With all but a handful of the political press corps in this fair city, it's easy to be engulfed by the event itself while losing sight of the "big picture."
In the span of two weeks, both nominees will name running mates and accept nominations.
Both will present themselves to millions of new voters — many of whom have never heard the candidates speak before.
During the primary season, it was a huge night for McCain or Obama if they spoke to 10 million folks. On the next two Thursday nights, they'll address upwards of 50 million Americans.
The press corps may be familiar with the candidates' arguments, but millions of voters will be listening to these two for the very first time.
This is why these next two weeks are so important. They'll set campaign perception and tone, providing a new first impression for a massive slew of voters.
I can't underscore enough the historical nature of these two weeks. Never have we had two back-to-back conventions this late in the season.
We have literally taken a campaign that has gone on for nearly three years and suddenly compacted it into about 60 days. It's very British of us, actually.
A word of warning when watching these conventions — many of us in the media holding pens in Denver and St. Paul are going to get caught up in two storylines that won't be debated by the nominees this fall.
In Denver, the subplot is the Clinton issue. Is it real or is it simply about a bunch of activists who are losing their place in the Democratic establishment pecking order? Are they here to make one last stand?
In St. Paul, it'll be this obsession over base unrest with McCain. It'll be hyped but become less of a problem when the rubber meets the voting road.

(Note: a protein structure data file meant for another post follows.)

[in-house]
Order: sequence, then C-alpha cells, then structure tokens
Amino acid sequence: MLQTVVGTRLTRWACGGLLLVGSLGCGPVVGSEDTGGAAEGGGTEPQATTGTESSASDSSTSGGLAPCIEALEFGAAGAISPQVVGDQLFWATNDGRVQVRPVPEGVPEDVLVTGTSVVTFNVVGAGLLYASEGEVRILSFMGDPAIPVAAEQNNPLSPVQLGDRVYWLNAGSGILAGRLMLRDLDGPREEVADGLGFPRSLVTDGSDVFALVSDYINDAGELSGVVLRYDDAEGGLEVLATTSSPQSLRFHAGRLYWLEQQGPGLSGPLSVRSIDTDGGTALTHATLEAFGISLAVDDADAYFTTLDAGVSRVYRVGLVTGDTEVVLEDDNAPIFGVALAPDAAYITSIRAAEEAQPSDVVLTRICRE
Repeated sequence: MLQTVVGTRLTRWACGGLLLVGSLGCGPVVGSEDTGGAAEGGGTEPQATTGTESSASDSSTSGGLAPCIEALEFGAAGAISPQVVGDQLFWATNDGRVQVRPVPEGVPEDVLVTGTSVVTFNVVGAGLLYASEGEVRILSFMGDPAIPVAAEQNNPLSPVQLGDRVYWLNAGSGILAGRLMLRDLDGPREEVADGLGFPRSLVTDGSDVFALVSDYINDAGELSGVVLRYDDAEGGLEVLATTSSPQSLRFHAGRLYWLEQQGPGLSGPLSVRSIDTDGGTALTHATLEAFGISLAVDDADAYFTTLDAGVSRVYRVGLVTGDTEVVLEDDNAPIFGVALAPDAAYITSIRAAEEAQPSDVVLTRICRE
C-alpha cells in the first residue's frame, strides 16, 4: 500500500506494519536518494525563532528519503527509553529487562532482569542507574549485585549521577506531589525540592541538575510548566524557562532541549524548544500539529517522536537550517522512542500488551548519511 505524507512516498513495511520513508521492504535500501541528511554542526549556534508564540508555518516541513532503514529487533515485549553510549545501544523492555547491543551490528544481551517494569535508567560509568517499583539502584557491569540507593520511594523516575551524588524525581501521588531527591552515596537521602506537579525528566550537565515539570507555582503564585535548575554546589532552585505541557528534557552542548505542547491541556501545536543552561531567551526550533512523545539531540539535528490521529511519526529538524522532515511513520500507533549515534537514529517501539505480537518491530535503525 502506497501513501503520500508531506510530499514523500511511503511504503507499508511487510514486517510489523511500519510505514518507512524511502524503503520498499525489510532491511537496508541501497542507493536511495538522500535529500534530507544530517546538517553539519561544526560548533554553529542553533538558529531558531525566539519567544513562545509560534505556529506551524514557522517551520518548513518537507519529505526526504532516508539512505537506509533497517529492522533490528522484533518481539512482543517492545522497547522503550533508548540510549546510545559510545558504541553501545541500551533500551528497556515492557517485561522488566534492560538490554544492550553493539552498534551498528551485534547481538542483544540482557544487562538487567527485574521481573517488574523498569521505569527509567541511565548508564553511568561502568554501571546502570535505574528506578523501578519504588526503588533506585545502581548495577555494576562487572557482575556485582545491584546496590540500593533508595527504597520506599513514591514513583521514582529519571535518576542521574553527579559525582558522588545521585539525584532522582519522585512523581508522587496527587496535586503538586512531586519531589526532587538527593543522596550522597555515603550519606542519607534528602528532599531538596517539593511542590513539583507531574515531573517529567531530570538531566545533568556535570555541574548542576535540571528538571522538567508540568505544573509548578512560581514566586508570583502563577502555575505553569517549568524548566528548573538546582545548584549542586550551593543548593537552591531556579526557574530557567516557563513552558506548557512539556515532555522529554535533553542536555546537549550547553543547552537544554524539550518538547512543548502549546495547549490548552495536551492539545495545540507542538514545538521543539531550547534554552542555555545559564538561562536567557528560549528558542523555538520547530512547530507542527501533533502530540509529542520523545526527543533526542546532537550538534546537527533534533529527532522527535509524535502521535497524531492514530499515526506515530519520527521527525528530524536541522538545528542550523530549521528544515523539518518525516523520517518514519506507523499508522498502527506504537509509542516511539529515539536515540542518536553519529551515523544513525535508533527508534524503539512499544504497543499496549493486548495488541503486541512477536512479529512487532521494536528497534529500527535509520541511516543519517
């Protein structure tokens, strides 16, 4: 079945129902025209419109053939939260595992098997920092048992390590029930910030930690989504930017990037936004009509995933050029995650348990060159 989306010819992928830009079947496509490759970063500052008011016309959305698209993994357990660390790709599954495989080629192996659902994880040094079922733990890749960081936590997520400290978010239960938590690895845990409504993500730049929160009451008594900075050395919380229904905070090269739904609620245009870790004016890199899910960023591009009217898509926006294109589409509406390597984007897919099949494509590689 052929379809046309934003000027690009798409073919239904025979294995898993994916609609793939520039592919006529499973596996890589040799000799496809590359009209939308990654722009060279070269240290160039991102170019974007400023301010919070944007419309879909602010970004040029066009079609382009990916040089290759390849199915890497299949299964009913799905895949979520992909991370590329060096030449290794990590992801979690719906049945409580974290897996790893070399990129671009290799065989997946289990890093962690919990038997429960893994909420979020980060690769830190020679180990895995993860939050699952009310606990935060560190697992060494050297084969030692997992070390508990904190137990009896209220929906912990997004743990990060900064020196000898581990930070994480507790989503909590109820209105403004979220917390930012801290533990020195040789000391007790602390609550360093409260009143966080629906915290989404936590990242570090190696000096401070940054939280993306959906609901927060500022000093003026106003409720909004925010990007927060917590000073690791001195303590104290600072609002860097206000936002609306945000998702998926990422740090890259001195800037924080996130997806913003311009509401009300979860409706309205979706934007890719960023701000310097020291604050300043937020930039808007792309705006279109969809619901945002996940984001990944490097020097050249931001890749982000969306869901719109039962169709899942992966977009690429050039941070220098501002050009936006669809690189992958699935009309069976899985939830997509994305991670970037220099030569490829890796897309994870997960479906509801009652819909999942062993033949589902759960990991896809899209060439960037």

I'm not naïve. There are some remaining ex-Clinton supporters not yet with Obama, but the numbers don't match the media hype.
And there are some conservatives uneasy about McCain, but, again, the numbers indicate otherwise.
The trick for both campaigns is not to get caught up in dealing with these stories.
It won't be easy because the media is not going to have a hard time finding disgruntled Clintonistas and disappointed social conservatives. But not every activist speaks for an entire voting bloc.
One thing to watch for tonight? Teddy.
He's coming and he might speak. Nobody wants to say it, but there are a lot of folks who will want to watch because no one knows how many more “steam winders” he has left in him.
Whatever your politics, it's still fun to watch Teddy give a speech.
As for the other main event, Michelle Obama has quite the challenge in front of her.
She's been a good Obama surrogate behind the scenes, but she's failed to win over some swing voters.
I'd bet money that the Obama campaign is focus-grouping her speech tonight in some key white suburban communities to see how she plays.
If she does well, look for her in those areas. If she doesn't, I would bet she ends up deploying to places where get-out-the-vote matters more than persuasion.